I came upon this issue when I was building some views to support legacy integrations to an app that I was refactoring. The view is supposed to have exactly the same column definitions as a table in the old database that I am redesigning, so to make SSIS packages and other integrations run smoothly, I want the view’s columns to have the same datatypes, nullability, etc.
But there are some gotchas to watch out for with CAST and CONVERT.
I’m trying a new type of blog post, and if it works out, I would be happy to post more of the same going forward. The format is a real-world troubleshooting mystery, and I’ll clue you in to the details along the way.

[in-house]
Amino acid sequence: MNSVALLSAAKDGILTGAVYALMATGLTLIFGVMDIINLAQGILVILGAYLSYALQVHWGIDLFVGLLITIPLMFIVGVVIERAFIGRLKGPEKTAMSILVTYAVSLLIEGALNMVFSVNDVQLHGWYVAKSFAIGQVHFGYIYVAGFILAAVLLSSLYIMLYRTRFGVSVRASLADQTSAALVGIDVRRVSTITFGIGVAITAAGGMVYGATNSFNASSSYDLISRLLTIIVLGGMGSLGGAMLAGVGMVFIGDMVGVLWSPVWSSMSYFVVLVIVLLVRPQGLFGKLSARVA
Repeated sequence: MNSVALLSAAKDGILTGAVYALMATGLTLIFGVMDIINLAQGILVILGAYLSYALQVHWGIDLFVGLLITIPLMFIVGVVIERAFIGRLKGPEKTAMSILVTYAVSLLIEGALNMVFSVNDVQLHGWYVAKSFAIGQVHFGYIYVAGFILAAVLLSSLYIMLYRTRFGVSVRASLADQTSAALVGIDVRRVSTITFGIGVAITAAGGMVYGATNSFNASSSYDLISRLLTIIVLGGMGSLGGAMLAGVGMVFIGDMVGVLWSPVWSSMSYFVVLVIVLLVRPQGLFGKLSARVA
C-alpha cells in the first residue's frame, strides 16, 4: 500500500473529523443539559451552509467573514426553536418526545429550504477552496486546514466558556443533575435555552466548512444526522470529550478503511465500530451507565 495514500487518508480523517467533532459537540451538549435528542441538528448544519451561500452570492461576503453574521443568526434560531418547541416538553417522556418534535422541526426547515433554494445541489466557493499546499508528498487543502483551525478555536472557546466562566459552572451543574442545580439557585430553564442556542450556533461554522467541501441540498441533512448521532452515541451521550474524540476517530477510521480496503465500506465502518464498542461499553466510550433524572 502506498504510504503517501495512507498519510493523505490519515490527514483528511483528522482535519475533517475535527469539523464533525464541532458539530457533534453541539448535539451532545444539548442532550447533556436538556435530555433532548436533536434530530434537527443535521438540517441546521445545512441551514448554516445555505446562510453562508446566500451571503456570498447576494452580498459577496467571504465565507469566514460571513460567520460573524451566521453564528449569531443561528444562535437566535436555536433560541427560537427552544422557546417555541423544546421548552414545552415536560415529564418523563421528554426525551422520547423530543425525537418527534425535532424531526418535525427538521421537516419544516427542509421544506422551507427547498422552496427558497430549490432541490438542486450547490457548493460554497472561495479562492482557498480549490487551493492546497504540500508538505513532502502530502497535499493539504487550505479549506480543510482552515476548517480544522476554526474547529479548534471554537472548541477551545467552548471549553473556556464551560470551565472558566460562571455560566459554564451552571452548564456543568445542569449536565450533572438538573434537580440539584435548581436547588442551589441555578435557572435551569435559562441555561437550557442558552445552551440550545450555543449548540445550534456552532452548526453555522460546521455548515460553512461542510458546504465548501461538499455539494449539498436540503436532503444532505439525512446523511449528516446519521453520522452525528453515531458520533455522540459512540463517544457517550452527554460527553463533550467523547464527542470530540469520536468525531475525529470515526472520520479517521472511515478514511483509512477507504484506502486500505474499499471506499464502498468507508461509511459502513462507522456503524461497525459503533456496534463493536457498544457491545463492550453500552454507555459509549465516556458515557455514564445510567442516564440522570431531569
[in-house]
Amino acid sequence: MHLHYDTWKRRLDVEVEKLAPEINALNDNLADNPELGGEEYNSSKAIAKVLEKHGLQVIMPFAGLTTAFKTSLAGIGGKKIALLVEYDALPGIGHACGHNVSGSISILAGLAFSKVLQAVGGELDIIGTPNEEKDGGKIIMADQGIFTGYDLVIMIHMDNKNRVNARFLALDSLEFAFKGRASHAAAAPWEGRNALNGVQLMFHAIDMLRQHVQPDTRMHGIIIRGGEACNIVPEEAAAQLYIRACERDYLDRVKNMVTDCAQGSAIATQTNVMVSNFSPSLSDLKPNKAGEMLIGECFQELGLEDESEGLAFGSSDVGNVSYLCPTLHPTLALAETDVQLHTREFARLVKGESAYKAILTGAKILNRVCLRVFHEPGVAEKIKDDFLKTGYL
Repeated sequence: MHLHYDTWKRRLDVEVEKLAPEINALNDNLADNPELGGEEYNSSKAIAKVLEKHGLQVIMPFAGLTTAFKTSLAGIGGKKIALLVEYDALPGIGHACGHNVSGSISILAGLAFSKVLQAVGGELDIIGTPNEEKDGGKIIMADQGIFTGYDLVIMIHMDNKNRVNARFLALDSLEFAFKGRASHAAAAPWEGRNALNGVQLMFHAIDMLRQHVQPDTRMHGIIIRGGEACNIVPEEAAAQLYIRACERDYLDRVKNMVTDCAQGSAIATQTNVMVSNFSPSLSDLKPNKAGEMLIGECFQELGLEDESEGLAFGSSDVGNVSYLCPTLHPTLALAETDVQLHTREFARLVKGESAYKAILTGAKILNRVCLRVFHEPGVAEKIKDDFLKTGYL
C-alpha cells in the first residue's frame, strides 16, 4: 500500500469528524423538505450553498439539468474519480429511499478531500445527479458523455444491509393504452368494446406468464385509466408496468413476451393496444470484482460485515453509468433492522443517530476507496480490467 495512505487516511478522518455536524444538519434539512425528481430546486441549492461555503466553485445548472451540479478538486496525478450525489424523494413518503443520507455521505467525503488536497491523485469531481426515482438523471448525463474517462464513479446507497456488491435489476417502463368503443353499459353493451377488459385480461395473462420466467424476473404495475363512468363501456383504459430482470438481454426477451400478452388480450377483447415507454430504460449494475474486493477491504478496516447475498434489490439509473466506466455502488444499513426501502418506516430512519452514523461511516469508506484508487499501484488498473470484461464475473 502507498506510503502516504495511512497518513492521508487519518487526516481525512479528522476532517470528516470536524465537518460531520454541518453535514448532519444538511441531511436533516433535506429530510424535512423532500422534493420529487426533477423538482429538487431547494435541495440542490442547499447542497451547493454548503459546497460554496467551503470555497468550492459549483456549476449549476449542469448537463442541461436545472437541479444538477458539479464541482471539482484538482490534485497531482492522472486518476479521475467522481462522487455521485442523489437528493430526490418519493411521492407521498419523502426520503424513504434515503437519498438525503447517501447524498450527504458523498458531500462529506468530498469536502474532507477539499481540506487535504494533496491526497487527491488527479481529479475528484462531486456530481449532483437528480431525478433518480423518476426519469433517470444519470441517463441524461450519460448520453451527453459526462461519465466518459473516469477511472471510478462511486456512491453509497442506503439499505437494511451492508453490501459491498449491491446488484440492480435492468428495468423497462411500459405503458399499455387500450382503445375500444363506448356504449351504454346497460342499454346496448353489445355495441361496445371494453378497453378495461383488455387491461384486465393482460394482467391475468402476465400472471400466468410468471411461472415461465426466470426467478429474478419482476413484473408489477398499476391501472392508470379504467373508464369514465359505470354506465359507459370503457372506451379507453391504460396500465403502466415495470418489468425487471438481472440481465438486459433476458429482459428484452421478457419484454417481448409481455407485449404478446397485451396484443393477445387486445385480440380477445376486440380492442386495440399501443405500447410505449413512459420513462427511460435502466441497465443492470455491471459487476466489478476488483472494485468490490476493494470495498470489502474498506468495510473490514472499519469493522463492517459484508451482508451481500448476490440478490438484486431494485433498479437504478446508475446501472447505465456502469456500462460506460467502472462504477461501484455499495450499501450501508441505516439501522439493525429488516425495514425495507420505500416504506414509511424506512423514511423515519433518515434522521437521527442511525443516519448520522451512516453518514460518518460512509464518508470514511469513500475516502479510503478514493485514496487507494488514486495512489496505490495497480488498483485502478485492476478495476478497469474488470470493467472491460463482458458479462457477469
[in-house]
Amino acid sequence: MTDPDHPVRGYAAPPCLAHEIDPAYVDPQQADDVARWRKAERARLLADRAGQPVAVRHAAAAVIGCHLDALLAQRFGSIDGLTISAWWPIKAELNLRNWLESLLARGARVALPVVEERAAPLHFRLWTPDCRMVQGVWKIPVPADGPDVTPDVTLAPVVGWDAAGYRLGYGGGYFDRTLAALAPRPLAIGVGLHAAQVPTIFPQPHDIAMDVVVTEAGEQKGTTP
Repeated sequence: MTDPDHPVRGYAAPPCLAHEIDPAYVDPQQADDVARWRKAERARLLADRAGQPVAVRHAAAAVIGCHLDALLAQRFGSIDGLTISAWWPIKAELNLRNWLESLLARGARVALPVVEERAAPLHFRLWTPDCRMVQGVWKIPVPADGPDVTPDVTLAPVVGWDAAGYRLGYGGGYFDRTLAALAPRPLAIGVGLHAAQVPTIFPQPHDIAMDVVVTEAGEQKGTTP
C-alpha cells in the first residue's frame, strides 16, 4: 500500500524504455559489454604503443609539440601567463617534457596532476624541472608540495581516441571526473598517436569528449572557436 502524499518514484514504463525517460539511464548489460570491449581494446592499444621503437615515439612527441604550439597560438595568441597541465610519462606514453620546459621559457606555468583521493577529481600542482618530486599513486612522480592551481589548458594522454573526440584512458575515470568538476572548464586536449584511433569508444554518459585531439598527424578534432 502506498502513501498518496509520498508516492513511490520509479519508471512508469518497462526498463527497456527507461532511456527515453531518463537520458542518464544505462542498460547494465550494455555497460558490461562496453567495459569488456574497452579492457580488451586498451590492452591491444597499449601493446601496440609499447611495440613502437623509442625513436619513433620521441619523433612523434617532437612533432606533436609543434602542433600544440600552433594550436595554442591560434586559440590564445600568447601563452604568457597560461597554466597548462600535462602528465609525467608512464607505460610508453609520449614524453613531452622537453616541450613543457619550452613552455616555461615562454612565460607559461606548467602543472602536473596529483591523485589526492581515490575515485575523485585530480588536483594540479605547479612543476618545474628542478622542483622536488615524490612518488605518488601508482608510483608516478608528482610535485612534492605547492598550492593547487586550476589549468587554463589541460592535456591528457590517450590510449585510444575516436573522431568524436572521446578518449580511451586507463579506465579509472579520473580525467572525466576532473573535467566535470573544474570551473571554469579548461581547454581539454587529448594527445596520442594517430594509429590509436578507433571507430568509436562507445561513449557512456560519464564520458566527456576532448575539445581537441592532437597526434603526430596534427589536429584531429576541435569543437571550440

How quickly can you crack it?
NULL is an undefined value and as such, it has a special status as values and datatypes go in SQL Server. There are quite a few potential pitfalls to watch out for when you’re dealing with data that can contain NULL values.
When you perform divisions, you need to make sure that the divisor, the number to the right of the division operator, isn’t zero. If it is, you will end up with a division-by-zero error message:
Msg 8134, Level 16, State 1, Line 1
Divide by zero error encountered.
Dividing by NULL, however, doesn’t. So to avoid division-by-zero errors, simply use NULLIF() to replace zeros in the divisor with a NULL value.